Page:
I grew up listening to conversations about America the beautiful, America the free, the bold, the land of promise. Long before my father entered politics, he spoke reverentially about the country that allowed a boy born to an alcoholic father who routinely drank up the money needed for food, a boy forced to move often during his childhood, to fulfill his dreams of success. He was speaking about himself, but he believed that America afforded that opportunity to anyone willing to dream and strive. I grew up in a school where we said the Pledge of Allegiance every morning as the flag was raised, a school where we wept and lowered the flag on the day President Kennedy was shot.  I grew up never imagining mass shootings in schools, theaters, concerts, supermarkets.   

 When Sandy Hook happened and 20 young children were slaughtered I thought, like many, that now – surely – Congress would act and make guns less accessible. When Parkland happened and high school kids were mowed down, David Hogg – one of the surviving victims who has become a prominent voice in this country – beseeched those in power to act like adults. Still nothing has been done.   And there is a strong probability that nothing will be done this time, after 19 children and two teachers were gunned down.  Just 10 days earlier, 14 people were shot in a racially-motivated massacre in Tops Market in Buffalo; 10 of them died. 

 How are we supposed to love this country when we have descended into a land where this kind of slaughter has, in effect, been normalized? Where children are given drills in school about what to do if a shooter bursts in? When I was young we had fire drills, which is logical. We had nuclear drills – duck and cover – because we had a sworn enemy overseas. Also logical. There is no logic to what we have accepted now. How can we still stand proud and say that America is the best country in the world when no other country has mass shootings like this?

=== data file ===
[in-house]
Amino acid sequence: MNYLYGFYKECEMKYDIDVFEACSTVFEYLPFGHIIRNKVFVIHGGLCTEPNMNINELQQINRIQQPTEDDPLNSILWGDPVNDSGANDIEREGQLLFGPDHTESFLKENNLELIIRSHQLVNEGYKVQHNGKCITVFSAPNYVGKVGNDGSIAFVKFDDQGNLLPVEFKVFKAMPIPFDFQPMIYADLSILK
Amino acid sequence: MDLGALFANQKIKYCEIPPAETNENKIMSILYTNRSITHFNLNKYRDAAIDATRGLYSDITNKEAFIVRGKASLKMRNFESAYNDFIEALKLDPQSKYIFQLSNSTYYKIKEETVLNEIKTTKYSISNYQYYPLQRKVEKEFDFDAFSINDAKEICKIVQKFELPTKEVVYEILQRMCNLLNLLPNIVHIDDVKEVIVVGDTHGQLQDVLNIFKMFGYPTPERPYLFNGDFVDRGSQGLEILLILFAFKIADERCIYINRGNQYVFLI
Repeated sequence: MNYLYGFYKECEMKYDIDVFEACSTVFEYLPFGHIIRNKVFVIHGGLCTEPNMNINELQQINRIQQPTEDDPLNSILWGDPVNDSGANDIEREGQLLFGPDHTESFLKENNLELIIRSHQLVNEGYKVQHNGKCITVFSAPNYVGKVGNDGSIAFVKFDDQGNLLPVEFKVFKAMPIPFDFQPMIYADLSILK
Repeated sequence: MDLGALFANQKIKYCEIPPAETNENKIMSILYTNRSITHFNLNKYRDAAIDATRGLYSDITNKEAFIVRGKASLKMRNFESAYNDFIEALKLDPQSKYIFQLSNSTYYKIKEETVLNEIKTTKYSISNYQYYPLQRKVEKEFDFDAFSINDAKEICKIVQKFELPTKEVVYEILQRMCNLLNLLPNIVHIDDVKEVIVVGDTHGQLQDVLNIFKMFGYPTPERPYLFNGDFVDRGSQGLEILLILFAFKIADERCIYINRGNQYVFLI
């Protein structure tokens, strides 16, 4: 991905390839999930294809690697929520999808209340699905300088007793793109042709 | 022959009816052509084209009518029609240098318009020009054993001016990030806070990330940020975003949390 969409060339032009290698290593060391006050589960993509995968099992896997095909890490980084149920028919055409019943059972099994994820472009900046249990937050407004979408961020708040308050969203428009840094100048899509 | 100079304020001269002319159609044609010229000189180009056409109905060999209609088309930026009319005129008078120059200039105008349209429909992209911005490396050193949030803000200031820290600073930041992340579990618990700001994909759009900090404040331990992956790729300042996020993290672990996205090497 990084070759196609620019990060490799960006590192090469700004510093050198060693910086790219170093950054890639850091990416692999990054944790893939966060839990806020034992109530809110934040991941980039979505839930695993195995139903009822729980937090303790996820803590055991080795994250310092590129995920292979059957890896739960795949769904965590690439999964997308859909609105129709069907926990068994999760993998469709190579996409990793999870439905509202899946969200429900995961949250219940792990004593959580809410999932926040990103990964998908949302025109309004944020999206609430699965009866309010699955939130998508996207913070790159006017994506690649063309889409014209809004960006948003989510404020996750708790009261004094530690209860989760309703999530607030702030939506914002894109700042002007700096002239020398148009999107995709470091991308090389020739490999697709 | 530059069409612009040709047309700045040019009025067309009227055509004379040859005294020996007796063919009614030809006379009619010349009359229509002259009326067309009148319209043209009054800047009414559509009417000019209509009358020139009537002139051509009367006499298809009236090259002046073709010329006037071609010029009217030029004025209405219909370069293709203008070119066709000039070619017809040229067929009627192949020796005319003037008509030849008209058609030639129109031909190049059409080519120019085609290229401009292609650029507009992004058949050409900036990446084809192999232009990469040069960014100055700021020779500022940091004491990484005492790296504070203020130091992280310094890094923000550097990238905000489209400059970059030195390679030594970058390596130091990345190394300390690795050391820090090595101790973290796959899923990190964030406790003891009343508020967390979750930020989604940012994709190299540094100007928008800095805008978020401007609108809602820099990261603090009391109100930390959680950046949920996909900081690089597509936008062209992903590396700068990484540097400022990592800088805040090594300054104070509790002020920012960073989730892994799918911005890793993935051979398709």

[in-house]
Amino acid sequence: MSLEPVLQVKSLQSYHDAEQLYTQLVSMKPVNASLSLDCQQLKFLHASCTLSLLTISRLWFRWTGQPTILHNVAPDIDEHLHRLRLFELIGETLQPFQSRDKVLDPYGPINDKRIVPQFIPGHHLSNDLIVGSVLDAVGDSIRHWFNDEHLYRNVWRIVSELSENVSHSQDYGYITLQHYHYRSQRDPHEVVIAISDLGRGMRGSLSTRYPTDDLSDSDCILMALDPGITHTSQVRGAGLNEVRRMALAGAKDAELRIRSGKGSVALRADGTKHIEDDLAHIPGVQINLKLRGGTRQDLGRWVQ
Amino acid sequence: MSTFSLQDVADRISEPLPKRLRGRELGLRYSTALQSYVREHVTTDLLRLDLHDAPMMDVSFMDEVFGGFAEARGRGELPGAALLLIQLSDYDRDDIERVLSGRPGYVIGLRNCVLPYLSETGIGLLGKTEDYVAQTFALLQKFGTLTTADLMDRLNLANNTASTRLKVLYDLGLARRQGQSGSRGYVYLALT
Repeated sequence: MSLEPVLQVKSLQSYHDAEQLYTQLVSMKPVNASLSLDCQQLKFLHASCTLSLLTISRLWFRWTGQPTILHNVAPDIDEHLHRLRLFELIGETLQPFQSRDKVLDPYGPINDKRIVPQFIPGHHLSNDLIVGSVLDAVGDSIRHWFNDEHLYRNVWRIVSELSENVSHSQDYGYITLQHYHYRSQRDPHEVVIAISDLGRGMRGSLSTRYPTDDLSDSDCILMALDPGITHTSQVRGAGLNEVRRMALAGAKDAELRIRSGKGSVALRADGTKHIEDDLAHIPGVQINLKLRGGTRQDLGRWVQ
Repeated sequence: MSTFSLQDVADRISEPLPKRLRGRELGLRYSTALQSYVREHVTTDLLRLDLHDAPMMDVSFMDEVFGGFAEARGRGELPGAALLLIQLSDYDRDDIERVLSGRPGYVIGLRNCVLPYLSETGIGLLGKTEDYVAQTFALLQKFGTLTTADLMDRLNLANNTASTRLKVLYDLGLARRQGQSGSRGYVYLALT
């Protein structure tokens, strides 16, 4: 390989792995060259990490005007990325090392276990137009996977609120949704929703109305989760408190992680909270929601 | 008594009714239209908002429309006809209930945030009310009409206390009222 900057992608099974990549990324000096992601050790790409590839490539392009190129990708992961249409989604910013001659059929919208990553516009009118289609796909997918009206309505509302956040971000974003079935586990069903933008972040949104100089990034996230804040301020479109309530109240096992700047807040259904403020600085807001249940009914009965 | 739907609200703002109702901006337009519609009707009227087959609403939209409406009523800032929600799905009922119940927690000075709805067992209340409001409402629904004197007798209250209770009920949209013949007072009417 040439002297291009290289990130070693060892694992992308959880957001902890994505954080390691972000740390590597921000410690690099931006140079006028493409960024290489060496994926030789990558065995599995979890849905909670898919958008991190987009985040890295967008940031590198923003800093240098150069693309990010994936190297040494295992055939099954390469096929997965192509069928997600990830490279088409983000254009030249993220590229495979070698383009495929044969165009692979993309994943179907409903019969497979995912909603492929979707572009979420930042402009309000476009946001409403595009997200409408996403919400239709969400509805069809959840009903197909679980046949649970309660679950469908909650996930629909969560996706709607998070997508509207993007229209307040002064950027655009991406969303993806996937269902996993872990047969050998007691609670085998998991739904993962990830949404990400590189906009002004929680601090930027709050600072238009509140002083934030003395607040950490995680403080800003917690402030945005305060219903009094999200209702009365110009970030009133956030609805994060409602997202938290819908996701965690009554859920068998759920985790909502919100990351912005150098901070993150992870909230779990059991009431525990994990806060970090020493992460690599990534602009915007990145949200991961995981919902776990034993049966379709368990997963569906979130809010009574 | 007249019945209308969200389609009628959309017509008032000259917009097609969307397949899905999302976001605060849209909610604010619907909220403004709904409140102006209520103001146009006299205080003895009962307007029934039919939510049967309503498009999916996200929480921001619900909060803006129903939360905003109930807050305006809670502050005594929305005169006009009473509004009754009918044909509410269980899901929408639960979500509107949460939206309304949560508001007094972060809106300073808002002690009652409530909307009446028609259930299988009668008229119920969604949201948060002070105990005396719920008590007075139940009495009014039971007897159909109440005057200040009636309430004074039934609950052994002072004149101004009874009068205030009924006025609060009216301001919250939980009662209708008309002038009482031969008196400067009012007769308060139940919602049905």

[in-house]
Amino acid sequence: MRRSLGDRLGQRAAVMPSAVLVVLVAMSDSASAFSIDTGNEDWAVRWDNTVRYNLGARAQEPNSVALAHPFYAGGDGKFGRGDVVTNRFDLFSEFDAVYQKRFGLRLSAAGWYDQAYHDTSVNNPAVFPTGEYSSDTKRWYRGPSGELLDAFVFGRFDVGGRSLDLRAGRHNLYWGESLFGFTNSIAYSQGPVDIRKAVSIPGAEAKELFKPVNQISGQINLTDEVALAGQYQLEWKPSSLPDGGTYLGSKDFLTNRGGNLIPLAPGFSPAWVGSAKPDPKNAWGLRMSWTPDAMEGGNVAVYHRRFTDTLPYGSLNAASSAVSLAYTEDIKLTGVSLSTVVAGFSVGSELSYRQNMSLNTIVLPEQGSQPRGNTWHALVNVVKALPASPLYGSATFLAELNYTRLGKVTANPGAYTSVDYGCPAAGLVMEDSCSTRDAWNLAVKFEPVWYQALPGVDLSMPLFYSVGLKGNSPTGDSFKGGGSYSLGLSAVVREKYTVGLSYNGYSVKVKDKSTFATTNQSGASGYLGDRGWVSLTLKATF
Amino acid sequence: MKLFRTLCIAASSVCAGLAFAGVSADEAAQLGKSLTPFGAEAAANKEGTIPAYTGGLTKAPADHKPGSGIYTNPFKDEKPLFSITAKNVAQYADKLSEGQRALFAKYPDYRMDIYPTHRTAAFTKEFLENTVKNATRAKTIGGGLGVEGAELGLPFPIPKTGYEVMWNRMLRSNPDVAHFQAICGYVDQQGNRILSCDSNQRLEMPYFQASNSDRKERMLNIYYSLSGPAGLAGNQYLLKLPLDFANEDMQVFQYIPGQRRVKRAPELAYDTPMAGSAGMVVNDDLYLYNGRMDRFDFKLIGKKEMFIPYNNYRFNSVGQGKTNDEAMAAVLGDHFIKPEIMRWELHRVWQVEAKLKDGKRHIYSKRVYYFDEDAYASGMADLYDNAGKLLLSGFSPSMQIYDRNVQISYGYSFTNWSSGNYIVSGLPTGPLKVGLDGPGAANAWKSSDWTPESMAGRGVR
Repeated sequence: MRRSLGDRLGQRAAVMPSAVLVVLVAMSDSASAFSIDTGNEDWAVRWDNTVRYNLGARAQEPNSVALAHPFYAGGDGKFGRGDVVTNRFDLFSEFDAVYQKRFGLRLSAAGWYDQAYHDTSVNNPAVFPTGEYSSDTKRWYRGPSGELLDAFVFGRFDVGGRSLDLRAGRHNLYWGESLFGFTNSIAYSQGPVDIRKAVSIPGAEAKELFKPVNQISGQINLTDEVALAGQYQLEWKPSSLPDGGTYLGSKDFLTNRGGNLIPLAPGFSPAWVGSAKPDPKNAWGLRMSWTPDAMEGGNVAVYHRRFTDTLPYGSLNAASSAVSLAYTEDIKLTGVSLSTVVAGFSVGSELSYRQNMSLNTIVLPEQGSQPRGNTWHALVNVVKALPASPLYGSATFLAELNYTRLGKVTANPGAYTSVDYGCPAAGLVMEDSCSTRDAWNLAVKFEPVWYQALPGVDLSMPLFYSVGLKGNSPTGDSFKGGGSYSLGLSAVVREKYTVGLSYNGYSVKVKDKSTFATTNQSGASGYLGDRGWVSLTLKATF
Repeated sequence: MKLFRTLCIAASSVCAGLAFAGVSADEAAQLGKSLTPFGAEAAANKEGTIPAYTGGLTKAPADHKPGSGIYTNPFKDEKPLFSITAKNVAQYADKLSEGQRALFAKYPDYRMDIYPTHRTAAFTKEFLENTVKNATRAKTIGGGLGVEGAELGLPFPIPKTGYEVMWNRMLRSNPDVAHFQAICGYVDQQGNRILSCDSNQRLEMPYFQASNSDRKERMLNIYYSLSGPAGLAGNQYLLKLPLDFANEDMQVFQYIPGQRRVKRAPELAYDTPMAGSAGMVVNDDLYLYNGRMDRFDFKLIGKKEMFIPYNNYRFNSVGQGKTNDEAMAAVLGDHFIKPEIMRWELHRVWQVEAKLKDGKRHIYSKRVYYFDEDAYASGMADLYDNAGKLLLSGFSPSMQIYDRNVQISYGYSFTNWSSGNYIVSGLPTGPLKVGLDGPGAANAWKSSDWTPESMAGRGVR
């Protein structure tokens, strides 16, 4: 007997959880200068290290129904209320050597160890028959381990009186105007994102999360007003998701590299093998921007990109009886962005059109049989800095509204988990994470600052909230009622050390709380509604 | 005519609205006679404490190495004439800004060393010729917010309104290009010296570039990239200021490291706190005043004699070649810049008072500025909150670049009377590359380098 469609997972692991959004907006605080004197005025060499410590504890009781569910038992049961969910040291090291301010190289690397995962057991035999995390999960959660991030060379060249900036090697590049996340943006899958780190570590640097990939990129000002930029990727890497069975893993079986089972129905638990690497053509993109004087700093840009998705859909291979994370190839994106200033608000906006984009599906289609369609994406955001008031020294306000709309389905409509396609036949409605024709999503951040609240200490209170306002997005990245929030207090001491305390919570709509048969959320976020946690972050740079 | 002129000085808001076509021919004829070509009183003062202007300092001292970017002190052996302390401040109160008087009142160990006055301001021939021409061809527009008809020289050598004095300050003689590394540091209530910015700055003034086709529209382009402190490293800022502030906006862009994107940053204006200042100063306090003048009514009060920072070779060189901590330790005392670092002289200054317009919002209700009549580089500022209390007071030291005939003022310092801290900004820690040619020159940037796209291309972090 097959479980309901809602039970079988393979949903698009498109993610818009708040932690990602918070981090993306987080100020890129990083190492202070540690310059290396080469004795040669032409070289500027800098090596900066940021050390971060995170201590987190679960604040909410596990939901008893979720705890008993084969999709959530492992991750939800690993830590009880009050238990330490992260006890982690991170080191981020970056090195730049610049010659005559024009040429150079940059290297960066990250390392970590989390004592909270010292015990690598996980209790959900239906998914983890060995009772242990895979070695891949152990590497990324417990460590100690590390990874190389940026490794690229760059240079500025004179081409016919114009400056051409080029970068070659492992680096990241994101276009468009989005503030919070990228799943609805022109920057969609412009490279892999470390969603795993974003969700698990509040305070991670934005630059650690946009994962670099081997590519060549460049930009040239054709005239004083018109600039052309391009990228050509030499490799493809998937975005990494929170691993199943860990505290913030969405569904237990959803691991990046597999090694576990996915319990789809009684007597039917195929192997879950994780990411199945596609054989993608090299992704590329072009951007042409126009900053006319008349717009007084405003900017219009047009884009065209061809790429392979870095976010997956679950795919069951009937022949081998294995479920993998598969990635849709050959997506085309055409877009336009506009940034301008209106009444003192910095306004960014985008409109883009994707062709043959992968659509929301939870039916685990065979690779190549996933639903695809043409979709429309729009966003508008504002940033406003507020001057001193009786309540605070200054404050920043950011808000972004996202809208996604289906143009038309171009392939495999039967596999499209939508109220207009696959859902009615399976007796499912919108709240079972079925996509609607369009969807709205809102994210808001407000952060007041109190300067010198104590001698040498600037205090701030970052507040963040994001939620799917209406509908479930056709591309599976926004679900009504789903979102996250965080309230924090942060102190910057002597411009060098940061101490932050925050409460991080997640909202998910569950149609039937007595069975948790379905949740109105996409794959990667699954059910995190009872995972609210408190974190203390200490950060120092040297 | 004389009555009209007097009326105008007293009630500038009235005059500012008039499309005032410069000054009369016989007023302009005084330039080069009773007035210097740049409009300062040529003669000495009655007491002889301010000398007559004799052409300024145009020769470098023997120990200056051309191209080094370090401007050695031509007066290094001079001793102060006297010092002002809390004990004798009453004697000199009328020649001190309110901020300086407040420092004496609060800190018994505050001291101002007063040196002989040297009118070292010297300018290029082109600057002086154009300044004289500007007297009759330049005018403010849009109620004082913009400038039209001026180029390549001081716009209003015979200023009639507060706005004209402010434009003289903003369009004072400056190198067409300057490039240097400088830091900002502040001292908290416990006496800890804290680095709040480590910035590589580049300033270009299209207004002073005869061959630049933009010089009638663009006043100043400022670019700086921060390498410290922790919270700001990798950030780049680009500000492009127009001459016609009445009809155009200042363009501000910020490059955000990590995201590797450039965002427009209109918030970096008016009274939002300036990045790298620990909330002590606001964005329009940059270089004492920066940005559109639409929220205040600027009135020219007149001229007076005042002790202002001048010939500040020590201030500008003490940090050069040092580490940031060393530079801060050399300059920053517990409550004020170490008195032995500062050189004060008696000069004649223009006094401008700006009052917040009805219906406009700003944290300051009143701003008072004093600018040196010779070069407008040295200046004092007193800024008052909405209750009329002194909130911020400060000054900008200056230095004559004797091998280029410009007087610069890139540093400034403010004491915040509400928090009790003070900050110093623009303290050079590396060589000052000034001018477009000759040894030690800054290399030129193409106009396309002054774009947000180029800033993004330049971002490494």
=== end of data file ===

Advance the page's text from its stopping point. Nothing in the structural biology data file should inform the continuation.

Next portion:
Many people I know are at least entertaining the idea of leaving America. One couple is already out the door – they’re moving to Portugal. Another friend has put everything in place so that he can move his family to Australia if they decide to flee the United States. This trend began years ago, when neo-Nazis paraded through Charleston chanting, “Jews will not replace us.” When George Floyd had the breath choked out of him and Ahmaud Arbery was chased down and killed just because he was black. When America began moving backward on women’s rights and set the stage for back-alley abortions and women ending unwanted pregnancies with coat hangers. And as a backdrop to all of this, the shootings continue.

 We are about to celebrate Memorial Day, honoring the men and women who sacrificed their lives for the dream of America, for the land of the free, the land of hope and promise and equality. How can we claim any of that is true when elected officials like Ted Cruz attack Democrats and the media for “politicizing” another mass shooting just hours after it happened, while many parents still didn’t know if their children were alive. Ted Cruz is certainly one of the most shameful figures in Congress, but he has a lot of company.

How can we still love America when the dream of America is darkening into nightmarish scenarios? When we can’t find the dream, the promise through the wails of grief and tears and the massacre of children? I don’t have an answer to that, but I think it’s a question that needs to be asked.


  1. kara says:

    the sensitivity of your words conveys with depth the horror of what is going in our United States of America now. can the NRA claim the right to arms as a means of protecting the rights of individuals while watching children killing children with the guns they are allowed to have…what am I missing?????

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